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  MG Manual Reference
Ch. 2, pp. 31 - 35
[Fertilizers: fertilizers | analysis | types | organic | applying | application | improving | compost ]

Applying FertilizerTop
Computing the amount of fertilizer needed for a given area is rather tricky at first, but after a few times, this becomes second nature. Following are some examples of fertilizer determinations for lawns and gardens.
Example 1. Determine the amount of ammonium sulfate needed by a 5000 square-foot lawn if 1 pound of nitrogen per 1000 square feet is required.
Lawn: 5000 square feet
Fertilizer: ammonium sulfate (21-0-0)
Rate: 1 pound of nitrogen per 1000 square feet.
  1. Since we need 1 pound of nitrogen for every 1000 square feet and we have 5000 square feet, we need 5 pounds of nitrogen.
  2. Ammonium sulfate is 21 percent nitrogen (round to 20 percent).
  3. 20 percent is the same as 0.20 or 1/5. This means that we need 5 pounds of fertilizer to get 1 pound of nitrogen.
  4. Since we need 5 pounds of nitrogen, 5 x 5 = 25 pounds of fertilizer.

Total fertilizer needed =
N application rate
(lbs/1000 sq.ft.)
N content of fertilizer
expressed as a decimal
 x lawn size
(sq. ft.)



 = 25 lb.

Example 2. Determine how much 20-10-5 needs to be applied to ensure 2 pounds of phosphorus per thousand square feet in a garden that measures 20 x 10 feet.
Garden: 20 x 10 = 200 square feet
Fertilizer: 20-10-5 = 10 percent phosphorus
Rate: 2 pounds of phosphorus per 1000 square feet.
Total fertilizer needed =
2 lb. Phosphorous

= 2
x 200
 = 4 lb.

Recommendations for fertilizing vegetables are usually stated: "Apply 3 to 4 pounds of 5-10-10 fertilizer per 100 square feet of garden space." This is fine, as long as you are using a 5-10-10 formula. If the fertilizer you want to use has a different formula, for example, one with a higher nitrogen content as indicated by the first number in the formula, the rate of application should be reduced to avoid nitrogen burn. A high phosphorus fertilizer such as 6-18-6 is often recommended for vegetables when transplants are set out. However, the amount of fertilizer applied is determined by the amount of nitrogen because it is the nutrient most easily lost from the soil. In the following chart, you can see how the amount to be applied decreases as the percentage of nitrogen increases:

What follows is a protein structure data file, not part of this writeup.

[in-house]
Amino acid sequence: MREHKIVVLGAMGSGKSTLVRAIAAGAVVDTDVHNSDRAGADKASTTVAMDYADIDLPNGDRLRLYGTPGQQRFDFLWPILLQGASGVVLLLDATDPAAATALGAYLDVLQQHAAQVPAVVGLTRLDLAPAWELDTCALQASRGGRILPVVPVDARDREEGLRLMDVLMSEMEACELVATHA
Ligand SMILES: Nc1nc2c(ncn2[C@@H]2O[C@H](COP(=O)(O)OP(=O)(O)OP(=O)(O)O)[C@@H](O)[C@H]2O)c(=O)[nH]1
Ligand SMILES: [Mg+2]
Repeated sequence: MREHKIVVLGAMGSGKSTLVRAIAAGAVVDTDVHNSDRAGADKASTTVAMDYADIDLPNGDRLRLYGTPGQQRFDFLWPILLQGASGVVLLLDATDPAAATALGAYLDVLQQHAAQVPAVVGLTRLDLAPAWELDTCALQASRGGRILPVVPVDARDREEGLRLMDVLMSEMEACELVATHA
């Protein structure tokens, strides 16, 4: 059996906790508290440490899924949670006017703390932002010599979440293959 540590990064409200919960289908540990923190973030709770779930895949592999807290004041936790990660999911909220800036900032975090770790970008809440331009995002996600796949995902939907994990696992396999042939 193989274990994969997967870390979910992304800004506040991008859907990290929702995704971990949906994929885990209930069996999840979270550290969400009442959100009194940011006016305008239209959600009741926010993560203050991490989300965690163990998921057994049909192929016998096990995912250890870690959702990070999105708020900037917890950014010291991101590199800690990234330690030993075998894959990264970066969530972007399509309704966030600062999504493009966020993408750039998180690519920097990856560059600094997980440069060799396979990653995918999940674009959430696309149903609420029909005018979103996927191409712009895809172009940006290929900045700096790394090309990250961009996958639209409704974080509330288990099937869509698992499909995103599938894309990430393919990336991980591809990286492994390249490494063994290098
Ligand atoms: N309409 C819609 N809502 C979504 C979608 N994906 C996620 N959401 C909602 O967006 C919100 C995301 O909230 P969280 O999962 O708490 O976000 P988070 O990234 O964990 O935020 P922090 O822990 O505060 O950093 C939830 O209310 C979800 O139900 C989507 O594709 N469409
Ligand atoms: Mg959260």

Formula Fertilizer applied per 1000 square feet
3.5 lbs.
2.8 lbs.
2.0 lbs.
1.4 lbs.
1.0 lbs.
Nitrogen fertilizers do not burn or damage plants if they are applied correctly. Fertilizers are salts, much like our familiar table salt, except that they contain various plant nutrients. When a fertilizer is applied to a soil, nearby water begins to move very gradually towards the area where the fertilizer has been applied. Salts in the fertilizer begin to diffuse or move away from the place where they had been applied. This dilutes the fertilizer and distributes it through a much larger area. If tender plant roots are close to the area where the fertilizer is placed, water will be drawn from these roots and from the surrounding soil. The more salt or fertilizer applied, the more water will be drawn from nearby roots. As water is drawn from the roots, plant cells begin to dehydrate and collapse, and the plant roots burn or dehydrate to a point from which they cannot recover. If soil moisture is limited, most of the water drawn towards the salt will come from plant roots and the damage will be severe.
Material Nutrient level Relative Saltiness
Ammonium nitrate
Ammonium sulfate
Potassium nitrate
Natural organic fertilizer